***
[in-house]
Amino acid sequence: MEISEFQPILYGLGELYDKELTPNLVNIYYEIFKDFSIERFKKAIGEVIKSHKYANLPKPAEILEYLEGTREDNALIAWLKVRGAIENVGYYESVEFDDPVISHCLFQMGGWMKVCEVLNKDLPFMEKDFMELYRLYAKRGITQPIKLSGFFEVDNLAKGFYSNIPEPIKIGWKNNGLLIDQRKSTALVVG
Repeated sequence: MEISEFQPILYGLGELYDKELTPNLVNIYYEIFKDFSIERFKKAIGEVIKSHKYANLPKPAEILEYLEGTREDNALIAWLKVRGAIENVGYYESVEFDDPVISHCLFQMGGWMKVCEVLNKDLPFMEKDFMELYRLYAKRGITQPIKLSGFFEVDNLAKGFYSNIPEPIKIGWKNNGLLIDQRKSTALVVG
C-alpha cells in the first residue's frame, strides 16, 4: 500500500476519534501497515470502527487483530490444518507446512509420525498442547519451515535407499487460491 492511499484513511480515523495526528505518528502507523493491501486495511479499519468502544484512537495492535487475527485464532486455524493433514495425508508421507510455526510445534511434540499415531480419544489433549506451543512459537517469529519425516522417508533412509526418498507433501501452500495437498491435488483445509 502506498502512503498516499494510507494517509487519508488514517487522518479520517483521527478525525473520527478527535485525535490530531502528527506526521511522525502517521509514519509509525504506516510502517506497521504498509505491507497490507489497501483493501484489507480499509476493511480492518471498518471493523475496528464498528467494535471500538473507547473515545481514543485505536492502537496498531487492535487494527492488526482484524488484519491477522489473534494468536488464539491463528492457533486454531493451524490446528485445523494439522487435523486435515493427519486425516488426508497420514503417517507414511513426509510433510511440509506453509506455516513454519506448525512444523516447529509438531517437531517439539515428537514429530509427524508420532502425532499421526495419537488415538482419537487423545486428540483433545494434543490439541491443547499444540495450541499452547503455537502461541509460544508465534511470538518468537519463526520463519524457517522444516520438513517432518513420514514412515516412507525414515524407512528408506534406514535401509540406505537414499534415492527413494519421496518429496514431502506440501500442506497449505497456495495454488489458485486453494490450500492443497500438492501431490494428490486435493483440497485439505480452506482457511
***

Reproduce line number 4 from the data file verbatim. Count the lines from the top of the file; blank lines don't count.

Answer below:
C-alpha cells in the first residue's frame, strides 16, 4: 500500500476519534501497515470502527487483530490444518507446512509420525498442547519451515535407499487460491 492511499484513511480515523495526528505518528502507523493491501486495511479499519468502544484512537495492535487475527485464532486455524493433514495425508508421507510455526510445534511434540499415531480419544489433549506451543512459537517469529519425516522417508533412509526418498507433501501452500495437498491435488483445509 502506498502512503498516499494510507494517509487519508488514517487522518479520517483521527478525525473520527478527535485525535490530531502528527506526521511522525502517521509514519509509525504506516510502517506497521504498509505491507497490507489497501483493501484489507480499509476493511480492518471498518471493523475496528464498528467494535471500538473507547473515545481514543485505536492502537496498531487492535487494527492488526482484524488484519491477522489473534494468536488464539491463528492457533486454531493451524490446528485445523494439522487435523486435515493427519486425516488426508497420514503417517507414511513426509510433510511440509506453509506455516513454519506448525512444523516447529509438531517437531517439539515428537514429530509427524508420532502425532499421526495419537488415538482419537487423545486428540483433545494434543490439541491443547499444540495450541499452547503455537502461541509460544508465534511470538518468537519463526520463519524457517522444516520438513517432518513420514514412515516412507525414515524407512528408506534406514535401509540406505537414499534415492527413494519421496518429496514431502506440501500442506497449505497456495495454488489458485486453494490450500492443497500438492501431490494428490486435493483440497485439505480452506482457511